London universities Queen Mary, LSE, Imperial, King’s and UCL take the top five spots for BME enrolment, with LSE being the most diverse with an average 50 per cent split between BME and white students. Queen Mary had the highest intake of BME students, with 58 per cent of students identifying as black and minority ethnic.

According to the 2011 census, 45 per cent of people living in London were white British. Due to the larger proportion of black and minority ethnic communities living in London, it can be reasonably expected London universities have the most diverse campuses.

Credit: Oreoluwa Ogunbiyi / Cambridge ACS

What is being done?

Universities are increasingly improving and updating their outreach programmes to engage more secondary school pupils, with the hope of them applying after A-Levels.

The University of Exeter have launched several partnership programmes to try and increase BME enrolment. One of the programmes aims to employ “a variety of interventions to raise aspirations; familiarise students and their families with the University and West Country more generally; improve subject-specific knowledge and attainment; create positive role models and provide support through the admissions process,” a university spokesperson told The Tab.

The university also has a residential programme for Birmingham and London Year 10 BME pupils, as “a major recruitment campaign with the aim of encouraging BAME students in particular to consider the University of Exeter as an option”, the university added.

Only eight per cent of students at Exeter are black and minority ethnic

At the University of York, where on average only 10 per cent of the undergraduate population is BME, outreach initiatives include summer school for secondary school pupils. A spokesperson from the university said: “Through our widening participation work we are actively seeking to engage more BME school pupils to participate in our programmes through our outreach work. This includes a five-day York Experience Summer School, where over 60 per cent of the participants are BME year 12 students, the Hackney University Extension Programme, and our links and activities with The Access Project.”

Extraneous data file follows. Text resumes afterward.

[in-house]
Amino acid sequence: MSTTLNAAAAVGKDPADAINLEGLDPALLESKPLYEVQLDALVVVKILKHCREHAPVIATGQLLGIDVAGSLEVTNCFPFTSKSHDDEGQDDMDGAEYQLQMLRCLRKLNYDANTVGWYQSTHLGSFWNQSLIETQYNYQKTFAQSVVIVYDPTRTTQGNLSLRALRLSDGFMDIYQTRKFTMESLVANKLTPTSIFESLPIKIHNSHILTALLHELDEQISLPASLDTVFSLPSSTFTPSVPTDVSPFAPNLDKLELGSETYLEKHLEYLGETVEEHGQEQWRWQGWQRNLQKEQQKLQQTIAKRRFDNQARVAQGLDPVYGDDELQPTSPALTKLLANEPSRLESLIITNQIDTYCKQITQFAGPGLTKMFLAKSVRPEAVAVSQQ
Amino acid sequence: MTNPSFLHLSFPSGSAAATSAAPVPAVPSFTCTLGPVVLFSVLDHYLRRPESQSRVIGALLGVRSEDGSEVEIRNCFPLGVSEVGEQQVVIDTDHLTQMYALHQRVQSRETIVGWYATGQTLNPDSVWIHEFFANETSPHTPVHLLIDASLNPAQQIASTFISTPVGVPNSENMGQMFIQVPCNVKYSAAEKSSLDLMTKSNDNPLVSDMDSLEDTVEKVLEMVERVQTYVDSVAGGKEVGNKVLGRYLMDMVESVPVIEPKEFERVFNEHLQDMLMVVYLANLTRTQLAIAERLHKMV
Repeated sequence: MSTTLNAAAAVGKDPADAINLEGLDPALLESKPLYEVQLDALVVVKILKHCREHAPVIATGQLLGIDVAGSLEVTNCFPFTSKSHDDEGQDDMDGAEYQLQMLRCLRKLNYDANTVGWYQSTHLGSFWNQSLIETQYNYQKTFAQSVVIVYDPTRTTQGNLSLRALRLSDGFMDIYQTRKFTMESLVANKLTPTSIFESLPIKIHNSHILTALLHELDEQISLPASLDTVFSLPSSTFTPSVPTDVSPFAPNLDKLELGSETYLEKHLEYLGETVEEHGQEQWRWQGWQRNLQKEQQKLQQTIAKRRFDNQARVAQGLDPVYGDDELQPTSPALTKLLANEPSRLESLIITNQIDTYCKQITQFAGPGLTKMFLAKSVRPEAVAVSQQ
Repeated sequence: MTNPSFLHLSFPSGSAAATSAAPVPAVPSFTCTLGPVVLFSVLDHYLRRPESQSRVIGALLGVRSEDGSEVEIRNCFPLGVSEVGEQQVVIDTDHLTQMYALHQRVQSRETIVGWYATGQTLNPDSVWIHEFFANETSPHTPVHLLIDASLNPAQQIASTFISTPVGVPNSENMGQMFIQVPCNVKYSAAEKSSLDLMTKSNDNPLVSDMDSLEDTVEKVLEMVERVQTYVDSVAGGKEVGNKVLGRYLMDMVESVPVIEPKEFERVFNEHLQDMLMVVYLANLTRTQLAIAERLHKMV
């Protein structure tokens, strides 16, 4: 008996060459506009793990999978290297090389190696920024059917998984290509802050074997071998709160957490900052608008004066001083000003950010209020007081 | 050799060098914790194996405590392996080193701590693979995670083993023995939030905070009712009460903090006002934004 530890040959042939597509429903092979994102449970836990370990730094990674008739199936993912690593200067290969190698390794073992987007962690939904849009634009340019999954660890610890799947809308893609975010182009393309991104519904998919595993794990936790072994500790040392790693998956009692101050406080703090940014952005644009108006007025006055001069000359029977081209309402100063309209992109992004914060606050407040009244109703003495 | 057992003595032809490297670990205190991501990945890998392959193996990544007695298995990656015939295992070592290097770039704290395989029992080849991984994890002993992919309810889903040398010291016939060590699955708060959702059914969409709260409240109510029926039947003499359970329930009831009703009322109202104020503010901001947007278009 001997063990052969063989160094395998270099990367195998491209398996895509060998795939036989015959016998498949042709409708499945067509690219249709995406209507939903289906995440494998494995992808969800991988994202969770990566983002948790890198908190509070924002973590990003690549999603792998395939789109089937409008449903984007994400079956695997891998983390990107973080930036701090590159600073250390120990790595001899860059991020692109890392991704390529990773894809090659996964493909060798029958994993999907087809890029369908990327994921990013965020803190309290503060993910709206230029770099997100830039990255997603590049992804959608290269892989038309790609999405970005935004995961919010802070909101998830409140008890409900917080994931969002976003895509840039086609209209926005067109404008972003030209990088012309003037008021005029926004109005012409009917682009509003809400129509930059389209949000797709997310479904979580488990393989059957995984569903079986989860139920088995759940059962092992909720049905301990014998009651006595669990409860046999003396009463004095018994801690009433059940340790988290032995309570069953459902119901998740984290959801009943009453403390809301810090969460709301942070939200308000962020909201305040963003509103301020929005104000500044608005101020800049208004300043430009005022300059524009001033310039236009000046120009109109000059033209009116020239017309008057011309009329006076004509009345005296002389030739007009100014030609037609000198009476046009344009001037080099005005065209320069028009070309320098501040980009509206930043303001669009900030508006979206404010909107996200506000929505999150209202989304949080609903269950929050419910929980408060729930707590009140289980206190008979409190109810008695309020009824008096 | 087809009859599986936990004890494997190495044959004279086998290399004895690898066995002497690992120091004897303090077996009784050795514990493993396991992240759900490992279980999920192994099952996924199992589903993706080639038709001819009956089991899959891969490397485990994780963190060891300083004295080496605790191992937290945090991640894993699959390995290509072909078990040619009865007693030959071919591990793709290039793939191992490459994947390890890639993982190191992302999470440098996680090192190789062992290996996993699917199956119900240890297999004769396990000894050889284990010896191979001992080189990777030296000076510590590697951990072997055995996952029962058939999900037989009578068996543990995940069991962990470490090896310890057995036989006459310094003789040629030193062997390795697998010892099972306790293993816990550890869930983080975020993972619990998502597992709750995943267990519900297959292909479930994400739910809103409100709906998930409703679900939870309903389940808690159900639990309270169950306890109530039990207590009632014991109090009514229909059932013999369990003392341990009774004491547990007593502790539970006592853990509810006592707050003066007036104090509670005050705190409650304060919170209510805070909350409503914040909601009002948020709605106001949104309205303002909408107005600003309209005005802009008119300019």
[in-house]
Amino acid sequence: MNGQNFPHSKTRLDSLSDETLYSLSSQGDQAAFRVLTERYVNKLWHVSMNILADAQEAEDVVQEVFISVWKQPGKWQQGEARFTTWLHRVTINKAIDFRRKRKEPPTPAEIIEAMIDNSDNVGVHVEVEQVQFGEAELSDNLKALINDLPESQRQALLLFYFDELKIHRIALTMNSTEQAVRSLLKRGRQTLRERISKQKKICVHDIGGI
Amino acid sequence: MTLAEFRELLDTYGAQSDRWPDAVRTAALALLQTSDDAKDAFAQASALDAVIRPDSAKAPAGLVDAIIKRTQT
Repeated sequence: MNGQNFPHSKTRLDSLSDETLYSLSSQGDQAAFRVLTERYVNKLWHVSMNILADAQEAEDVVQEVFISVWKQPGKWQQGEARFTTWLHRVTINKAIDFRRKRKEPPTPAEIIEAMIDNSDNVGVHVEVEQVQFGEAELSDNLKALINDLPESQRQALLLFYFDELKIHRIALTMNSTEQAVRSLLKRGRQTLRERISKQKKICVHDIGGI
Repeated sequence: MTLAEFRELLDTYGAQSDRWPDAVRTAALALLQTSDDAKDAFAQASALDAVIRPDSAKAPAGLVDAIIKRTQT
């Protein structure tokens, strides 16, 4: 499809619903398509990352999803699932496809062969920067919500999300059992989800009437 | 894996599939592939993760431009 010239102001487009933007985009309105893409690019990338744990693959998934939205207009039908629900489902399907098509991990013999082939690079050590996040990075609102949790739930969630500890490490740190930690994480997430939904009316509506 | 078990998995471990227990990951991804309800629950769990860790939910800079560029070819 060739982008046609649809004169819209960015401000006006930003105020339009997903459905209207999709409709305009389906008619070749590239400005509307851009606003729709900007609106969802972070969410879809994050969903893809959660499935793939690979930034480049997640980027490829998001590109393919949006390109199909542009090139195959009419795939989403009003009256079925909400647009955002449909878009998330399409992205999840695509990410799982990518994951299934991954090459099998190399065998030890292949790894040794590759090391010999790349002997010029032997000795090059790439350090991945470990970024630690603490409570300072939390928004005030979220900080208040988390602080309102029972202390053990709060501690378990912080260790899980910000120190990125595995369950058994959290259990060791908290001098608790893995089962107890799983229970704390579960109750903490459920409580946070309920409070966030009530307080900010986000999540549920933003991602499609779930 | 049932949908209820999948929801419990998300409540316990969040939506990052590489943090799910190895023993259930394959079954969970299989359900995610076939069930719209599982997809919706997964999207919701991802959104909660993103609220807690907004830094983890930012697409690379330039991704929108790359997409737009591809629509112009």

“Only six per cent of the York population self-identifies as non-white, and therefore our position in the Russell group with regard to BME entrants will be different to those institutions in larger cities with more culturally diverse populations.”

Here are the full results:

[infogram id=”average_percentage_of_bme_students_at_university” prefix=”7Ne” format=”interactive” title=”Average percentage of BME students at university”]

Data was provided by HESA for the years 2012-2016. An average of how many BME students were enrolled at the university over the four years was calculated, providing the final percentage as shown in the graph. HESA does not currently have the data for 2016/2017, which will be released later in the year.

Queen’s University Belfast ranked 1 per cent due to the data only being collected from UK domicile students only. A spokesperson for Queen’s University Belfast said: “The HESA Ethnicity data refers to UK domiciled students only and, as such, our figures are entirely consistent with the demographic of Northern Ireland. The vast majority of our UK students are Northern Ireland domiciled.”

Featured image credit: Oreoluwa Ogunbiyi / Cambridge ACS